Where should investors look for income?
Investors searching for income in today's environment face a difficult dilemma: place their savings in "safe" assets which will be eroded by inflation over time or move into higher yielding assets which come with a higher degree of risk.
We compared the yields available before the financial crisis to today. The only asset class currently offering higher yields than before the start of the financial crisis is equities, with many of the traditional asset classes sought by savers now offering below inflation returns.
Many savers are losing out as a result of low interest rates and have no choice but to take more risk or to accept an income that will be eroded by inflation. It is a dilemma facing all investors who are searching for yield.
It's our view that central banks around the world are unlikely to start raising interest rates any time soon which means the pressure on yields, which are at historic lows, are here to stay.
For investors who are willing to take more risk in their hunt for yield, here are three pointers to keep in mind:
If you are going to move away from traditional sources of income, diversification is your ally. Investors tend to diversify when they are investing for capital growth, why not do that for income sources as well? By spreading your savings across asset classes such as bonds, equities, real estate and cash you gain the benefits of diversification and are not relying on just one source of income.
Be aware of the risks
Some products available on the high street offer savers a higher level of income but it is essential you go into these with your eyes open. For example, permanent interest bearing shares (PIBs), offered by building societies, pay a fixed rate of interest. Unlike a deposit, PIBS are not protected by the Financial Services Compensation Scheme (FSCS) for deposits as they are stock exchange instruments.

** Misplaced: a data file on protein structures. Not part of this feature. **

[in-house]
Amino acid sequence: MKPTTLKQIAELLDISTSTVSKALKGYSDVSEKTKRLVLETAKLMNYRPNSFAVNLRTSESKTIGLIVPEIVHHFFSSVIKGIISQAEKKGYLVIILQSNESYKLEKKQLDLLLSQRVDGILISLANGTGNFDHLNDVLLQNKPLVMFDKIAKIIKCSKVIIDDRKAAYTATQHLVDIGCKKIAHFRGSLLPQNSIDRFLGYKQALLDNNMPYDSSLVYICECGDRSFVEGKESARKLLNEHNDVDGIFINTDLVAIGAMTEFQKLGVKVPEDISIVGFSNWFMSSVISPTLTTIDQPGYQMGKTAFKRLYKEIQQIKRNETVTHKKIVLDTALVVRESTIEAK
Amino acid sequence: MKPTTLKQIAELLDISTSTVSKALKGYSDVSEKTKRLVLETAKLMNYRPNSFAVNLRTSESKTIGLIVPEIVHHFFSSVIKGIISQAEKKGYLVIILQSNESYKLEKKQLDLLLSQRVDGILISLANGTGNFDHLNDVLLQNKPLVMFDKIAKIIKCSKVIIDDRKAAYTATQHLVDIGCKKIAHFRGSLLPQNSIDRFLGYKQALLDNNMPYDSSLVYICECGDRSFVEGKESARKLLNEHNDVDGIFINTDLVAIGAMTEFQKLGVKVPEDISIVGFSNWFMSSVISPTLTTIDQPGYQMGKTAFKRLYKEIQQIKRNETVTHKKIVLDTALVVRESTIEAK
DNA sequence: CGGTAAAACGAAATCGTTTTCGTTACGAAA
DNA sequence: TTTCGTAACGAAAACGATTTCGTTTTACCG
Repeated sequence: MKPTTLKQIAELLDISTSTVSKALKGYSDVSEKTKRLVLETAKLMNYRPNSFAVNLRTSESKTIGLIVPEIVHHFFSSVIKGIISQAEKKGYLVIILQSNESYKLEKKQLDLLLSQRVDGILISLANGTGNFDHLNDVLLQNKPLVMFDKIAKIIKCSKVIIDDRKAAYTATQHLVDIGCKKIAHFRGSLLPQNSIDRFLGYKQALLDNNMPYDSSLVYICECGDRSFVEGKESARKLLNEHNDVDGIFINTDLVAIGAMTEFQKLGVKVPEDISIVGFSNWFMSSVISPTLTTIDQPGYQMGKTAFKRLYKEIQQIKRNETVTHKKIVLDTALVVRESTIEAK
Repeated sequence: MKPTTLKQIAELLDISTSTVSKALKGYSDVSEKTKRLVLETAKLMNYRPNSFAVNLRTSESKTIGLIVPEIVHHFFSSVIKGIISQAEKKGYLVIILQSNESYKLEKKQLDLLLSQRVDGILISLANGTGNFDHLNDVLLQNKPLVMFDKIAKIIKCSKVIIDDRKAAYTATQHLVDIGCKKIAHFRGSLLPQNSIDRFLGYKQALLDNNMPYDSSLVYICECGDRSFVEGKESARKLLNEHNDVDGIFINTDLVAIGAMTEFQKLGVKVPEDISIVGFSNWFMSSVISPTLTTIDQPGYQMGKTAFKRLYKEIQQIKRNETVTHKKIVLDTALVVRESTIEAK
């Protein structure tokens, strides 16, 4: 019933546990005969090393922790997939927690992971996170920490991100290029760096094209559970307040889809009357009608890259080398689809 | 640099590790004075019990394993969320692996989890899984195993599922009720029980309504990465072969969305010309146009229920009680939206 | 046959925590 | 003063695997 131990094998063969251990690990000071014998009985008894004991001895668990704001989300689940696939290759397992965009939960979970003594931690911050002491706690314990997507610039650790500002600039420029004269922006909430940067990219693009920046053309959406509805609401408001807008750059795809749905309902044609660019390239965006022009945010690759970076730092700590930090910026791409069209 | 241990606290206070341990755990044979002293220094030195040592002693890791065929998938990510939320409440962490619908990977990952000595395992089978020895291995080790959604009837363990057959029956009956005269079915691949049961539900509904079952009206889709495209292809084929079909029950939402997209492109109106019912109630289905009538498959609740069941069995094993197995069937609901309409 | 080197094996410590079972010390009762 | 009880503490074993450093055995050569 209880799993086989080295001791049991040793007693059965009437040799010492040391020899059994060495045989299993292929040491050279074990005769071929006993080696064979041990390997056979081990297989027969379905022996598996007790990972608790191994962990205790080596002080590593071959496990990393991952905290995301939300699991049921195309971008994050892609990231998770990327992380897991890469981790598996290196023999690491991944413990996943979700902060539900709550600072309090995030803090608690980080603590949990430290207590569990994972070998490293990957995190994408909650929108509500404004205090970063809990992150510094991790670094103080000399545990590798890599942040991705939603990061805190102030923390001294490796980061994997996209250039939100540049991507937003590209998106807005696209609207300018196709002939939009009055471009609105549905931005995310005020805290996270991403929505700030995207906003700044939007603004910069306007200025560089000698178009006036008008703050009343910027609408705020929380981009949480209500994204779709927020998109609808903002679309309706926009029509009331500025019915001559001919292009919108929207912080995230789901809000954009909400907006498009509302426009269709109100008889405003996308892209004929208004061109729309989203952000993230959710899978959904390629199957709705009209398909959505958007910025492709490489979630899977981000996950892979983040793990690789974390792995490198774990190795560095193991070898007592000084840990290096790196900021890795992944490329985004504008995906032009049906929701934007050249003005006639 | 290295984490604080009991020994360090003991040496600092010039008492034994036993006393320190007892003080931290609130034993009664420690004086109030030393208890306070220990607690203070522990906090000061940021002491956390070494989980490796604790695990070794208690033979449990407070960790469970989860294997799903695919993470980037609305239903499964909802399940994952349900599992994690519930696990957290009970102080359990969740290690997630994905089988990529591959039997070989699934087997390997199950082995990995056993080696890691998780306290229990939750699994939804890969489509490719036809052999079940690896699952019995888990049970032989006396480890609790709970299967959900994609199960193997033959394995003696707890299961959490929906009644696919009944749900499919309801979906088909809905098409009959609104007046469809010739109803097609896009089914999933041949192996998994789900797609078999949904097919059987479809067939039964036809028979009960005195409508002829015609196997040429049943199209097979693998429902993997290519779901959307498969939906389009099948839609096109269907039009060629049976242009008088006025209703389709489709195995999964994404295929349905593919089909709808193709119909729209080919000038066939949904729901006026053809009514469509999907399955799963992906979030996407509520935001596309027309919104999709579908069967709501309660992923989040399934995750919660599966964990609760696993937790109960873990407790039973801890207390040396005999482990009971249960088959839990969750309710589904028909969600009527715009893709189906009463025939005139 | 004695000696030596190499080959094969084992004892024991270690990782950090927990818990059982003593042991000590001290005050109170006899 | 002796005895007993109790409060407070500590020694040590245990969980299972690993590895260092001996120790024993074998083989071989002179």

Consider if you need help
Diversification remains a cornerstone of a sensible investment strategy but with all the options available, deciding on the right combination of asset classes for the environment can be difficult. For those who don't have the time or the expertise to monitor changes in markets, it may make sense to leave the balance between bonds, equities and other asset classes to the experts. Investors can choose between a range of options such as a multi-asset income fund or a portfolio of funds focused on income.
Eugene Philalithis, portfolio manager of Fidelity Multi Asset Income Fund.
This article was written for our sister website Money Observer
The general term for the rate of income from an investment expressed as an annual percentage and based on its current market value. For example, if a corporate bond or gilt originally sold at £100 par value with a coupon of 10% is bought for £100 then the coupon and the yield are the same at 10%, or £10. But if an investor buys the bond for £125, its coupon is still 10% (or £10) and the investor receives £10 but as the investor bought the bond for £125 (not £100) the yield on the investment is 8%.
An increase in the general level of prices that persists over a period of time. The inflation rate is a measure of the average change over a period, usually 12 months. If inflation is up 4%, this means the price of products and services is 4% higher than a year earlier, requiring we spend and extra 4% to buy the same things we bought 12 months ago and that any savings and investments must generate 4% (after any taxes) to keep pace with inflation. Since 2003, the Bank of England has used the consumer prices index (CPI) as its official measure of inflation (see also retail prices index).
Everything you own: all your assets (property, cars, investments, savings, insurance payouts, artwork, furniture etc) minus any liabilities (debts, current bills, payments still owed on assets like cars and houses, credit card balances and other outstanding loans). When you’re alive this is called your wealth; when you’re dead, it becomes your estate.
An interchangeable term for shares (UK) or stocks (US). Holders of equity shares in a company are entitled to the earnings and assets of a company after all the prior charges and demands on the company’s capital (chiefly its debts and liabilities) have been settled. To have equity in any asset is to own a piece of it, so holders of shares in a company effectively own a piece proportionate to the number of shares they hold. (See also Shares).
The Financial Services Compensation Scheme is the compensation fund of last resort for customers of authorised financial services firms. If a firm becomes insolvent or ceases trading, the FSCS may be able to pay compensation to its customers. Limits apply to how much compensation the FSCS is able to pay, and those limits vary between different types of financial products. However, to qualify for compensation, the firm you were dealing with must be authorised by the Financial Services Authority (FSA).